Tuesday, August 28, 2007

The Freedom of Christ-centered Love

In the previous post on the Cost of Consumption, a commenter asked what a love and marriage that are Christ-centered would look like. I'll address that here. The Pursuit of Pleasure in the Pleasure of Another is my book length answer to that question. I've also addressed it in previous posts all over this blog. What I will try to do here is give some examples of what it looks like.

Deitrich Bonhoeffer wrote in Life Together, "Self-centered love loves the other for the sake of itself; spiritual love loves the other for the sake of Christ."

The first and most important thing that comes to mind when thinking about love is that I can't do it rightly in my current condition. I still live in a fallen body in a fallen world that is alienated from its Creator. My capacity for Christ-centered love is tainted at best. One might ask, "Darby, aren't we Christians now? Haven't we been given new birth? We're changed." I get this often. Yes, it is true that we are saints now. However, we're not perfected yet. That is why Paul had to pray for the Philippians.

"And it is my prayer that your love may abound more and more, with knowledge and all discernment, so that you may approve what is excellent, and so be pure and blameless for the day of Christ, filled with the fruit of righteousness that comes through Jesus Christ, to the glory and praise of God." (Phil. 1:9-11)

Paul wrote to the Philippians his desire for them to be ready for the "day of Christ" even while telling them, "But our citizenship is in heaven, and from it we await a Savior, the Lord Jesus Christ" (Phil. 3:20). So though we are currently citizens of Heaven, we don't quite love like we are yet. So, Christ-centered love in marriage would look like this.

One: Christ-centered love in marriage begins with the minute by minute recognition that neither you, nor your spouse can love perfectly. This does a couple things. First, it drives you humbly to Christ for forgiveness. Second, it exalts Christ for loving perfectly in your place, and forgiving your shoddy work. Third, it forces you to exalt Christ by praying for a greater knowledge and discernment of what virtuous love looks and feels like. Fourth, it leads you to Heavenly-mindedness as you seek this knowledge through Scripture and prayer. Fifth, it enables you to forgive your spouse for not loving rightly. In other words, one of the key characteristics of Christ-centered love is the expectation that much of my love and my spouse's love is very self-centered. Self-centered love lacks this Christ-exalting, man-humbling virtue. Self-centered love never faults itself.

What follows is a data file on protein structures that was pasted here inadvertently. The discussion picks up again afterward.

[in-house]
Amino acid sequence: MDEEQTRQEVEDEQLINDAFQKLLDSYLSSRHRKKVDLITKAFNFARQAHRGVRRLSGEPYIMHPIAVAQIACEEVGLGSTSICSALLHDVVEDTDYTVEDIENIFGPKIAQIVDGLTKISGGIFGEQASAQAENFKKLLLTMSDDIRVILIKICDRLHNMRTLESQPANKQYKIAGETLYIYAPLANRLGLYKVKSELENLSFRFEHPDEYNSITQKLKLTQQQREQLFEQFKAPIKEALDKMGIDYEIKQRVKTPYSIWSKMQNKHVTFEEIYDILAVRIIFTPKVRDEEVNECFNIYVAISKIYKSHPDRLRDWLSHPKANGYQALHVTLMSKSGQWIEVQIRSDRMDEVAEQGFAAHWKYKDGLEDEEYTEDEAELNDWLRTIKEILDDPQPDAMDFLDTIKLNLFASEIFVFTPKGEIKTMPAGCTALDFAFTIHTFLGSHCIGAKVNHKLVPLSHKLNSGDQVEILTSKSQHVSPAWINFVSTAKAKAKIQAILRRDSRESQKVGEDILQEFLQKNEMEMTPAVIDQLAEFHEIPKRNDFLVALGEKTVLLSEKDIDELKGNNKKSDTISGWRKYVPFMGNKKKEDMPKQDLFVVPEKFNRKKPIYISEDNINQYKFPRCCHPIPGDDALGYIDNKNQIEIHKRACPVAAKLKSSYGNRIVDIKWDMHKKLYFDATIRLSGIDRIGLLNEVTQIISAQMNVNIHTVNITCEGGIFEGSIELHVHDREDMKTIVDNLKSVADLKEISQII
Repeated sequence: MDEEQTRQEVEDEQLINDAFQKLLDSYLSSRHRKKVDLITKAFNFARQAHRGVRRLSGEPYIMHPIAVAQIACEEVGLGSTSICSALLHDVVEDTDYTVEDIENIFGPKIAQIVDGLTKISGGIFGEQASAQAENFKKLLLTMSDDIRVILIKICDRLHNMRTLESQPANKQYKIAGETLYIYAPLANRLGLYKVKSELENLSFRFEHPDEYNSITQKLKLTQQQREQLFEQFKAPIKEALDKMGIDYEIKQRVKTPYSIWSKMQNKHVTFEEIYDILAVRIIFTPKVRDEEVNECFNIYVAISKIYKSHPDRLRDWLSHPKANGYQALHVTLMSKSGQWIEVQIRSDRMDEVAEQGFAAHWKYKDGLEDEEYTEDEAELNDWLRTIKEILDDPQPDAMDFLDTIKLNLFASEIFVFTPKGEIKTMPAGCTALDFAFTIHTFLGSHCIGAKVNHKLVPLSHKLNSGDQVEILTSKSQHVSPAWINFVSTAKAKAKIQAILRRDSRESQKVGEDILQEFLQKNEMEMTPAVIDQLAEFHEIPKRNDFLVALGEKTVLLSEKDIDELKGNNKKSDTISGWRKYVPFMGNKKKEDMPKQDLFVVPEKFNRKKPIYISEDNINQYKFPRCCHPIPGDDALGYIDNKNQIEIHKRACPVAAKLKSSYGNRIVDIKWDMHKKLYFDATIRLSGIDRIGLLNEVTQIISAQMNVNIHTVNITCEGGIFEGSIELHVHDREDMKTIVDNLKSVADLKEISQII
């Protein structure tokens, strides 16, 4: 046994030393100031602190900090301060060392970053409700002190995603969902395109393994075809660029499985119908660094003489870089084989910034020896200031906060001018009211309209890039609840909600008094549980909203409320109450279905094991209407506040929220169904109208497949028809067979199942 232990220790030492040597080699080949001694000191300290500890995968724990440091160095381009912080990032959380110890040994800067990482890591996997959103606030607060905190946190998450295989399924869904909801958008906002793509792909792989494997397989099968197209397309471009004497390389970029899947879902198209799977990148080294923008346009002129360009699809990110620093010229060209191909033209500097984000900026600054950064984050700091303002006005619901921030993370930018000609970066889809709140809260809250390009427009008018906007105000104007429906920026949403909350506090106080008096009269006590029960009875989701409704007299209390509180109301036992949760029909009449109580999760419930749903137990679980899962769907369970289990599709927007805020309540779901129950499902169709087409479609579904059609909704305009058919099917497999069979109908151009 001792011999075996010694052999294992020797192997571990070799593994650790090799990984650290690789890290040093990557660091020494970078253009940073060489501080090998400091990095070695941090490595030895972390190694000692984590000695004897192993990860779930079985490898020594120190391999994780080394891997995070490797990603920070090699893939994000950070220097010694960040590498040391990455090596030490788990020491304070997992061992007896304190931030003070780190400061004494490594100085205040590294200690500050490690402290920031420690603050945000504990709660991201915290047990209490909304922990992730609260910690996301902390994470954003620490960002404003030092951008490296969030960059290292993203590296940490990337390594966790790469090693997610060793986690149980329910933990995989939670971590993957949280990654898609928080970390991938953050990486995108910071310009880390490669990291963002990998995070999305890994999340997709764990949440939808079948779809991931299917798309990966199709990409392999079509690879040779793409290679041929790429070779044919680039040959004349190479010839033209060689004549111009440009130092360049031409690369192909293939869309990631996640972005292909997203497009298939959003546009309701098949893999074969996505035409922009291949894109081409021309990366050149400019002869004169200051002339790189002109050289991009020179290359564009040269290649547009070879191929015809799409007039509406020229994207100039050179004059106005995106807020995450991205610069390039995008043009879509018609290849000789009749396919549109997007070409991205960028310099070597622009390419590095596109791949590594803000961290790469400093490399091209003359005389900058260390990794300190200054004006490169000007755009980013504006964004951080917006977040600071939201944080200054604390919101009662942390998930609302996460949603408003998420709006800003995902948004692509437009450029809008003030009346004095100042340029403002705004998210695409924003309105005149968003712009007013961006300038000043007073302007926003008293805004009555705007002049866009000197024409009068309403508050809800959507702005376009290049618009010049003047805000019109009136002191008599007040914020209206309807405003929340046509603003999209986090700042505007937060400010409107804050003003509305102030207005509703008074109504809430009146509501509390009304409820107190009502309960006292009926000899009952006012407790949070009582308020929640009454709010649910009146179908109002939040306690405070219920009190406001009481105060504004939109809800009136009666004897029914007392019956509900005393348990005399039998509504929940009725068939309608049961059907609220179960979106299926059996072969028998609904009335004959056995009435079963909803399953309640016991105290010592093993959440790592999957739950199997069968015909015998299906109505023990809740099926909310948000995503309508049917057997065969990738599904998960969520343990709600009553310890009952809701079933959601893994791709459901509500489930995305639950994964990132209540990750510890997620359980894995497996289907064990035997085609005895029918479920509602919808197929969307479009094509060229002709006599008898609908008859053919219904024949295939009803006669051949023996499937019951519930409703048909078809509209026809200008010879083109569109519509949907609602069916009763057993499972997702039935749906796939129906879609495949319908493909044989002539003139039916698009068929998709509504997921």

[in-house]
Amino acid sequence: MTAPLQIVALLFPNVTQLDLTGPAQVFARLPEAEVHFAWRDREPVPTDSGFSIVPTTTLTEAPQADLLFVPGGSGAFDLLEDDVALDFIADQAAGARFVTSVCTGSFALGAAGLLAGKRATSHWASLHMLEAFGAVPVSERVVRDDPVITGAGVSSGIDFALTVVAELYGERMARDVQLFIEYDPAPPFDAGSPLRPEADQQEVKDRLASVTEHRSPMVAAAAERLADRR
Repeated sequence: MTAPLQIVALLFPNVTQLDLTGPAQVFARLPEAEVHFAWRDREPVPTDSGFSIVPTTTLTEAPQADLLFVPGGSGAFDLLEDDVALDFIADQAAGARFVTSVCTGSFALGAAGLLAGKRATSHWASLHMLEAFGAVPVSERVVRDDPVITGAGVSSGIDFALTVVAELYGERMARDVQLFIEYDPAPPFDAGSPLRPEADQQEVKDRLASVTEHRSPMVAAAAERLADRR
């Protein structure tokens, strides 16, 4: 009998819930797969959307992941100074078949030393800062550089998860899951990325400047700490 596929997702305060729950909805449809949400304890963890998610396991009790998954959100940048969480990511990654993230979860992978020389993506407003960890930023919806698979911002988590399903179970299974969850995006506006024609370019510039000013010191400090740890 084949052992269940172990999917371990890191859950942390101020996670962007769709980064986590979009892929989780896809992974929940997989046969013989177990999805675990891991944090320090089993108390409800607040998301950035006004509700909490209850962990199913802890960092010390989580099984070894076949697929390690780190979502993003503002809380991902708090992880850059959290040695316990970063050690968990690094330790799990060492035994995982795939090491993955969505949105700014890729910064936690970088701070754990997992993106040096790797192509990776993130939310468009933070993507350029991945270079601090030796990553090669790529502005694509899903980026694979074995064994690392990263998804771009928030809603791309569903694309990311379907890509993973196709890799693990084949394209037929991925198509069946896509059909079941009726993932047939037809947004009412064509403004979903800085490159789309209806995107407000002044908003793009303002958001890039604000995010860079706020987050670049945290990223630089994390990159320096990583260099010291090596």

Two: Christ-centered love in marriage will be grounded in scriptural convictions. You will seek to live your life according to the Bible. Husbands will seek to understand their role from Scripture. Wives will do the same. The conclusions may differ according to interpretation. However, the Bible is the starting point, rather than the culture, or your personal whims. If someone asks you why you do something (like raise your kids a certain way or speak a certain way or never go to bed angry or whatever), you will know from Scripture why you do it.